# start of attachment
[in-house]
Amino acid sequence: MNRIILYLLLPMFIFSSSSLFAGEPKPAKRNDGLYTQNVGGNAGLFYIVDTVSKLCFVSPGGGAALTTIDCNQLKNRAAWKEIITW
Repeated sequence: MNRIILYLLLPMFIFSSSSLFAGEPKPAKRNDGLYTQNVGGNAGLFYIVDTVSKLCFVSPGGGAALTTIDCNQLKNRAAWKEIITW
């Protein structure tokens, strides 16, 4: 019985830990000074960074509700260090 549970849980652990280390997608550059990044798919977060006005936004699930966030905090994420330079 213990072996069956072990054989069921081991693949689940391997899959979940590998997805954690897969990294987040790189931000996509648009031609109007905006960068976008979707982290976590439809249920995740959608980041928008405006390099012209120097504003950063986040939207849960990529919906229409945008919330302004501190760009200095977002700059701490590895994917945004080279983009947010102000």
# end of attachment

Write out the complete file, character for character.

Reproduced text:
[in-house]
Amino acid sequence: MNRIILYLLLPMFIFSSSSLFAGEPKPAKRNDGLYTQNVGGNAGLFYIVDTVSKLCFVSPGGGAALTTIDCNQLKNRAAWKEIITW
Repeated sequence: MNRIILYLLLPMFIFSSSSLFAGEPKPAKRNDGLYTQNVGGNAGLFYIVDTVSKLCFVSPGGGAALTTIDCNQLKNRAAWKEIITW
């Protein structure tokens, strides 16, 4: 019985830990000074960074509700260090 549970849980652990280390997608550059990044798919977060006005936004699930966030905090994420330079 213990072996069956072990054989069921081991693949689940391997899959979940590998997805954690897969990294987040790189931000996509648009031609109007905006960068976008979707982290976590439809249920995740959608980041928008405006390099012209120097504003950063986040939207849960990529919906229409945008919330302004501190760009200095977002700059701490590895994917945004080279983009947010102000």